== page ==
Tana French’s intriguing novel FAITHFUL PLACE is founded on the premise that you can never go home. But go home indeed is what Undercover Detective Frank Mackey is forced to do when something suspicious is uncovered in his old neighborhood. You see, back in 1985 on a cold winter eve, Frank made secret plans with his girlfriend, Rose Daly, to escape the dead-end life, poverty and dysfunctional family lives of their inner city Dublin neighborhood, Faithful Place. With a carefully planned out escape and elopement to London, Frank is uplifted by hope for once in his life. But when Rose fails to show up at the agreed upon hour and place, finding only a cryptic note, Frank assumes she has dumped him and gone on alone. Frank leaves that night, not to return for over twenty-two years. That is, until Rose’s suitcase, packed with her clothes and tickets, turns up in a derelict building in Faithful Place. Thus begins a psychological tale of mystery pitting the successful son who “escaped” against the family members who remained home and true to their duties. In addition to family tensions, Frank is shunned as an outsider and turncoat for having become a cop, constantly judged and found lacking by dozens of watching eyes and whispering lips, evaluating his every move in the neighborhood. The mystery of Rose’s fate keeps the pages turning, as well as the tense, poignant, and cruelly realistic family vignettes in this novel. The characters are so sharply portrayed, it is hard to believe they aren’t real. French has a fine ear for language as well. The dialogue and slang of the rough streets of Dublin in the mouths of these characters, although unfamiliar, is lyrical and feels right. The only weakness I could see in the story was perhaps Frank’s daughter, Holly, who at age nine seemed a bit too sophisticated and savvy for her years. Also, (no spoilers) a second body turns up and in the end, but I was not fully on board with the motivation for this murder was revealed. All told, however, French has spun another riveting tale of horrible violence, wrapped up and delivered in beautiful prose.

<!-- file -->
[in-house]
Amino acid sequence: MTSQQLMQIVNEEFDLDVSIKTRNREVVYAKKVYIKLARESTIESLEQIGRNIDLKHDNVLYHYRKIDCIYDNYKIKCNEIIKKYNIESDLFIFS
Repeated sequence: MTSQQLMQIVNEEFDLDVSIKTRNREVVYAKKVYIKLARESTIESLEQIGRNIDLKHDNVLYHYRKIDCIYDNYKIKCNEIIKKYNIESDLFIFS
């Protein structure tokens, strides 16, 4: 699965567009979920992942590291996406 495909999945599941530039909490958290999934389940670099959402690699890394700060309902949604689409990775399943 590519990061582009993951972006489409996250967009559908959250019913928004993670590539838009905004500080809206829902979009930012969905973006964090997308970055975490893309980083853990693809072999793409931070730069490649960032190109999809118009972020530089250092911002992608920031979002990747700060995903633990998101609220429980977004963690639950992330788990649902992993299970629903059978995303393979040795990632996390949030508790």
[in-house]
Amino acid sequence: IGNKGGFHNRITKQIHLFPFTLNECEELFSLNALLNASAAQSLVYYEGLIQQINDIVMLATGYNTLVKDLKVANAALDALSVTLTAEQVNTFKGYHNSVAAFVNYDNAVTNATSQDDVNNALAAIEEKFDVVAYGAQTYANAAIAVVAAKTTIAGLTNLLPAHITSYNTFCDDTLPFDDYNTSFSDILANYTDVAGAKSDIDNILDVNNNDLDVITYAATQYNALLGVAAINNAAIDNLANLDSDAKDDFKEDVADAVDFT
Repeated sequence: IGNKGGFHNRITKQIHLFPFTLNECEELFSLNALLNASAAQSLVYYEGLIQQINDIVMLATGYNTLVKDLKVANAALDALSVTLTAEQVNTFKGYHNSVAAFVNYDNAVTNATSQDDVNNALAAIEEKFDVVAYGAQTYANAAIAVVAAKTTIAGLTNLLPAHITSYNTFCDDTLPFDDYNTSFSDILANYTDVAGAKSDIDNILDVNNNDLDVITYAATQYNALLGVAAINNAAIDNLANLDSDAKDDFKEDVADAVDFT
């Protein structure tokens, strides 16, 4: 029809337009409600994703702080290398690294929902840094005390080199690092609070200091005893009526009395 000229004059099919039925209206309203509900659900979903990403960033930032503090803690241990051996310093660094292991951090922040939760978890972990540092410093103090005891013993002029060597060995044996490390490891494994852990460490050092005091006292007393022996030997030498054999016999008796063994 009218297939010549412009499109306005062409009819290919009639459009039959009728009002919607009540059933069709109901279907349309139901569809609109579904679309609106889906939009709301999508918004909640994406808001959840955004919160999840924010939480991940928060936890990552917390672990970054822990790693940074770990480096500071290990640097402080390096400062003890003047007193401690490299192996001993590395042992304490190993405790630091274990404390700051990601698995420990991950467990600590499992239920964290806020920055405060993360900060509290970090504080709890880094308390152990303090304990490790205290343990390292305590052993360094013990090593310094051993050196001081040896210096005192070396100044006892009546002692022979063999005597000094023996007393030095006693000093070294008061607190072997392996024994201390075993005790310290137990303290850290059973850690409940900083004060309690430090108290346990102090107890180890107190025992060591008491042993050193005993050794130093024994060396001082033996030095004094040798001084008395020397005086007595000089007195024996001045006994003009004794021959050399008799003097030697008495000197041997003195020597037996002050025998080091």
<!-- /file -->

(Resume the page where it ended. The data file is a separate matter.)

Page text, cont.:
Tag Archives: alcoholism